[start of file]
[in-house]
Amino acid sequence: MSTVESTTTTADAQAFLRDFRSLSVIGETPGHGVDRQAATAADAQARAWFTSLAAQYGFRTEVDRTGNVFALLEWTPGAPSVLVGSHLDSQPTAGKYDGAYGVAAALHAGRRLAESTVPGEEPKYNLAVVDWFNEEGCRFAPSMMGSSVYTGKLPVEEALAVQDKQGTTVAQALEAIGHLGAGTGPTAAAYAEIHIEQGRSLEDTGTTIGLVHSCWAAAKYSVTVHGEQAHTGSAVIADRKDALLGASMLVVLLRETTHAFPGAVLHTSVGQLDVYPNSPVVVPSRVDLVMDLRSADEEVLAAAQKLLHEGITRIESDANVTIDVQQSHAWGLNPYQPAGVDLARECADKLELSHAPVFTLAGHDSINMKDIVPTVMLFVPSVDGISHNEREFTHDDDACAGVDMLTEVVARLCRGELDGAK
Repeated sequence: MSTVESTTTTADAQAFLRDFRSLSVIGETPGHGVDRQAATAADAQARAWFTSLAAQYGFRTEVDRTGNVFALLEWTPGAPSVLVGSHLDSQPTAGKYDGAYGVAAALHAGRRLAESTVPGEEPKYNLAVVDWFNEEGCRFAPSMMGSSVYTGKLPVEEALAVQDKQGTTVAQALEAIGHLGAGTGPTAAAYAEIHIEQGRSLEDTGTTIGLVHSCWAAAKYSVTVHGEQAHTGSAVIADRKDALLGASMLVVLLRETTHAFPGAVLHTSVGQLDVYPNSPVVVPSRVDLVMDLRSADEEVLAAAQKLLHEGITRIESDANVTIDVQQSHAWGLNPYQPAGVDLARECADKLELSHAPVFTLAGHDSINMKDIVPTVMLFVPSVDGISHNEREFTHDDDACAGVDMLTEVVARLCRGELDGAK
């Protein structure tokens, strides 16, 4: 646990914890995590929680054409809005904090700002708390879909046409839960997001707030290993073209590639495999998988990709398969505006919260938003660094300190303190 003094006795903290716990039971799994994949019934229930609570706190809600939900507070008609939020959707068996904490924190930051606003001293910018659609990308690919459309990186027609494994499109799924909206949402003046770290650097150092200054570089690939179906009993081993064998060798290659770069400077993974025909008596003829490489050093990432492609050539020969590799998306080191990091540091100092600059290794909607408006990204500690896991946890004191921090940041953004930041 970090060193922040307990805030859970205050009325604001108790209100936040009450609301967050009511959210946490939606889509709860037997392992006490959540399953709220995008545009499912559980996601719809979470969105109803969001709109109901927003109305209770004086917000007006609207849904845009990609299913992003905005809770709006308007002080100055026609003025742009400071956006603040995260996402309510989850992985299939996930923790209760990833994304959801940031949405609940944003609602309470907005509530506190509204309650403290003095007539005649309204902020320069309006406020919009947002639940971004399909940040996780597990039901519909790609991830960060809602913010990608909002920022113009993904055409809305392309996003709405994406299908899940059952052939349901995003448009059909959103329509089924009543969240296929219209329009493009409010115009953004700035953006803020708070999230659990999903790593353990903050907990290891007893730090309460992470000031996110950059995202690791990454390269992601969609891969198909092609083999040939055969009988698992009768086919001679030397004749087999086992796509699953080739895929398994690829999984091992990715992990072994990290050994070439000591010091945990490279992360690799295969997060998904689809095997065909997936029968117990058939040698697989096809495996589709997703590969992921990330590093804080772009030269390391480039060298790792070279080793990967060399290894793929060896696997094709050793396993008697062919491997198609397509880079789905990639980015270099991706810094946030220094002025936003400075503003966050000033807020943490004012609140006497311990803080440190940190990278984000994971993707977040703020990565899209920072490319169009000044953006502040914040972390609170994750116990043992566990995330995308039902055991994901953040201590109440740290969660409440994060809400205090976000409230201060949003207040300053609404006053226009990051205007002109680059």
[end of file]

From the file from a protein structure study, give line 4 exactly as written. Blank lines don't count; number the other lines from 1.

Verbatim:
């Protein structure tokens, strides 16, 4: 646990914890995590929680054409809005904090700002708390879909046409839960997001707030290993073209590639495999998988990709398969505006919260938003660094300190303190 003094006795903290716990039971799994994949019934229930609570706190809600939900507070008609939020959707068996904490924190930051606003001293910018659609990308690919459309990186027609494994499109799924909206949402003046770290650097150092200054570089690939179906009993081993064998060798290659770069400077993974025909008596003829490489050093990432492609050539020969590799998306080191990091540091100092600059290794909607408006990204500690896991946890004191921090940041953004930041 970090060193922040307990805030859970205050009325604001108790209100936040009450609301967050009511959210946490939606889509709860037997392992006490959540399953709220995008545009499912559980996601719809979470969105109803969001709109109901927003109305209770004086917000007006609207849904845009990609299913992003905005809770709006308007002080100055026609003025742009400071956006603040995260996402309510989850992985299939996930923790209760990833994304959801940031949405609940944003609602309470907005509530506190509204309650403290003095007539005649309204902020320069309006406020919009947002639940971004399909940040996780597990039901519909790609991830960060809602913010990608909002920022113009993904055409809305392309996003709405994406299908899940059952052939349901995003448009059909959103329509089924009543969240296929219209329009493009409010115009953004700035953006803020708070999230659990999903790593353990903050907990290891007893730090309460992470000031996110950059995202690791990454390269992601969609891969198909092609083999040939055969009988698992009768086919001679030397004749087999086992796509699953080739895929398994690829999984091992990715992990072994990290050994070439000591010091945990490279992360690799295969997060998904689809095997065909997936029968117990058939040698697989096809495996589709997703590969992921990330590093804080772009030269390391480039060298790792070279080793990967060399290894793929060896696997094709050793396993008697062919491997198609397509880079789905990639980015270099991706810094946030220094002025936003400075503003966050000033807020943490004012609140006497311990803080440190940190990278984000994971993707977040703020990565899209920072490319169009000044953006502040914040972390609170994750116990043992566990995330995308039902055991994901953040201590109440740290969660409440994060809400205090976000409230201060949003207040300053609404006053226009990051205007002109680059």